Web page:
ebut, immersive, immigration are some of the words that best describe Jyoti Patel’s The Things We Lost.
In this explorative novel, Nik thinks he knows his parents until he finds out that he doesn’t. Having an Indian heritage, he cannot undo his connection with his past. It is tenuous and fragile and lacks true belonging. Raised in a Harrow-based household in London, infused with British-Kenyan-Gujarati influences, Nik discerns the contrast between inquiries about his origin posed by the people surrounding him with similar ethnic backgrounds and the white people.
However, it’s not his identity and his questionable state that bothers him. His family’s history has left him some bitter stuff to deal with. To that end he seeks answers. Upon his grandfather’s passing, he is bequeathed a literal key to unlock the closely protected enigmas of his parents’ history, including the abrupt demise of his father. This serves as a catalyst, propelling a family mired in pain, grief and turmoil towards a journey of union or resolution.
The narration oscillates between the mother and son - Avani and 18-year-old Nik. Alternating between Avani’s formative years as a British Indian in 1980s London and Nik’s encounters as a young man of mixed heritage in post-Brexit Britain, the novel separates them by decades but brings them together in experience. It reflects a disheartening continuity of racial bias they both confront.
For instance, during Avani’s time in secondary school, her brother becomes a target of offensive racial slurs. Indicating the Union Jack, he cautions Avani that it represents a certain group and advises her to keep a low profile when encountering it. Years later, as Nik embarks on his university journey in a northern town, he is introduced as Nik, “who wants it to be clear he’s from Harrow.” He realises that “it had stayed with him, this othering, lingering around him like a persistent headache down to London.” Gradually, he feels burdened by the weight of the scrutinising gaze of the white majority.
When Avani’s husband passed away, she didn’t know what to say or think because her mind was an uproar of languages: whispers in Gujarati, a hint of Swahili reminiscent of her parents’ days in Kenya, a dash of French from school, and of course, the dominant English. Carrying Nik in her womb, she experienced sorrow and haunting guilt. The weight eventually compelled her to bury her grief inward and cement an unyielding emotional fortress around herself, excluding her father, brother and son.
With solid characters, a subtle intrigue surrounding the past, and a backdrop of relationships, this book boasts everything a great read should provide.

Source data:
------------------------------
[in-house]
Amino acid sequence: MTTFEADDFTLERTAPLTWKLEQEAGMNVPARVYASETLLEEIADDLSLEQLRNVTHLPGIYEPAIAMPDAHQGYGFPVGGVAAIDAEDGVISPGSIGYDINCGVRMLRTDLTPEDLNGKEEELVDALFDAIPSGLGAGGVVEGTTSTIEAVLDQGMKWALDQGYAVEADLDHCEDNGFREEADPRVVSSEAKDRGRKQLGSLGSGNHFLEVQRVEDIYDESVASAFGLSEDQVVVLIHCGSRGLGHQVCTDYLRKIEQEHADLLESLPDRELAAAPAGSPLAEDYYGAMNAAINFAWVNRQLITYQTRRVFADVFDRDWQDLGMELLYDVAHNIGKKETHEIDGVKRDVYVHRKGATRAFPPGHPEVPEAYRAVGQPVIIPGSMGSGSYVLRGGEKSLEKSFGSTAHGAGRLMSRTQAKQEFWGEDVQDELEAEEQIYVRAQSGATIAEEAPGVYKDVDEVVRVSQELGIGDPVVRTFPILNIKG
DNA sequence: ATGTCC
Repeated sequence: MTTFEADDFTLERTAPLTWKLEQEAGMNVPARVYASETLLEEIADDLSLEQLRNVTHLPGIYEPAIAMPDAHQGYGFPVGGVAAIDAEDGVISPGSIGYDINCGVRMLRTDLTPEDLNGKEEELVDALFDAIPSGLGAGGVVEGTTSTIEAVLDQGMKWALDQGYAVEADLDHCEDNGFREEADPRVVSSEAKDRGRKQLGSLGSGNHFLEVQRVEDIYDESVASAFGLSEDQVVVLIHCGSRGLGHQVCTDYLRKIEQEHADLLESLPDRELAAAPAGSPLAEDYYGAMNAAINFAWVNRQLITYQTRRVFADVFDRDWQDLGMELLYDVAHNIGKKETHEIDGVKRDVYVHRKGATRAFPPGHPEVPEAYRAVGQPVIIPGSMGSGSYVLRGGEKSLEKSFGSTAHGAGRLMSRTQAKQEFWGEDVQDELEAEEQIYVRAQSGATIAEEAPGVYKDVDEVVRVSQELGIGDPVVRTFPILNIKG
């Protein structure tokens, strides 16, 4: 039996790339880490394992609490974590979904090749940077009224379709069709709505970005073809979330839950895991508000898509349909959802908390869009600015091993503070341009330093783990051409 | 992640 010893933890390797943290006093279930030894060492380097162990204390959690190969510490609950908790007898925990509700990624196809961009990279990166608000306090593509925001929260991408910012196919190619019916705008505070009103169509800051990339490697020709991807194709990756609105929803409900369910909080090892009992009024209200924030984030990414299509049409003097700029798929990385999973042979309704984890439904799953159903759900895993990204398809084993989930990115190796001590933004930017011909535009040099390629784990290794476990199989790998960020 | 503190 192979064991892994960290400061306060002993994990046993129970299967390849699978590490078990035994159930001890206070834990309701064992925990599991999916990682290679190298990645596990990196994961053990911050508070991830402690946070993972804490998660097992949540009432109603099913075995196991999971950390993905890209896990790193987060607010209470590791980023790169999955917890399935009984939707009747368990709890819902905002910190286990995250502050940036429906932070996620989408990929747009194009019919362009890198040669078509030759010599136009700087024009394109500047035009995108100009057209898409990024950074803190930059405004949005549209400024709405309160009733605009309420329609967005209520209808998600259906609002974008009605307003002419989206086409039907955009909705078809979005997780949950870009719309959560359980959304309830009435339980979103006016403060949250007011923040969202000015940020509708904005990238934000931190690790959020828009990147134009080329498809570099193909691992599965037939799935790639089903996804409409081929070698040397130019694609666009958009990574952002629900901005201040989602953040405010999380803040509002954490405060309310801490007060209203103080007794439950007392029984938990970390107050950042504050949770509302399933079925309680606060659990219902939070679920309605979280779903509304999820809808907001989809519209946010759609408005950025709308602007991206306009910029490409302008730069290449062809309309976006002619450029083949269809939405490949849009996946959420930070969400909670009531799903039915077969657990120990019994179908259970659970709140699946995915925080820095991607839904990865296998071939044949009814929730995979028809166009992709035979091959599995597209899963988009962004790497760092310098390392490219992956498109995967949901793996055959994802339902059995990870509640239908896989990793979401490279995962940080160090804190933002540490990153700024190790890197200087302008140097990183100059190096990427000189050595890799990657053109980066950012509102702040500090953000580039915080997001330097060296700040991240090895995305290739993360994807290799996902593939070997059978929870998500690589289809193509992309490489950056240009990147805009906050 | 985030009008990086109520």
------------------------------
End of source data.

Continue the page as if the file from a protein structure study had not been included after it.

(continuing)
Inheriting a key and discovering a dark green BMW covered in dust in a garage, what follows is a path guides Nik to his mother. As the story unfolds, a tapestry intricately woven, the truth unveils itself layer by layer, immersing readers in a narrative that is both captivating and intricate.
Hidden truths unfurl, casting shadows over once-cherished relationships and giving way to shattered commitments. With each unexpected turn of events driving the storyline towards a climactic end, the reader becomes an ardent seeker of truth along the way: the fate of Nik’s father.
The book has a stunning cover, yet at 384-page count, its length seemed excessive for the comparatively slow progression of events. Avani and Nik resonate deeply, grappling with their individual yet linked predicaments. Avani’s defiance of her family’s religious boundaries and her mother’s disapproval of marrying outside her faith form a significant backdrop. The demise of her father leaves a void. Nik, on the other hand, navigates through his father’s identity, a perpetual enigma fuelling his curiosity. His relentless musings about the man he never knew and his mother’s resolute silence cast a constant shadow over his existence.
With solid characters, a subtle intrigue surrounding the past, and a backdrop of relationships, the book has everything a great read should provide. However, some brutal editing decisions could have done away with some stagnant moments. Avani’s journey from youth to maturity is intriguing; however, one expects a substantial and more comprehensive conclusion. A sequel could provide further insights into the characters’ growth.
Patel handles romance very well. The narrative never strikes one as overly sentimental or cloying. One appreciates how Patel skilfully weaves romantic moments subtly into the narrative, ensuring that they complement rather than overwhelm other facets of the story.
The Things That We Lost
Author: Jyoti Patel
Publisher: Merky Books, 2023
Pages: 384, Hardcover
The reviewer is a content lead at an agency. Email: sara.amjhotmail.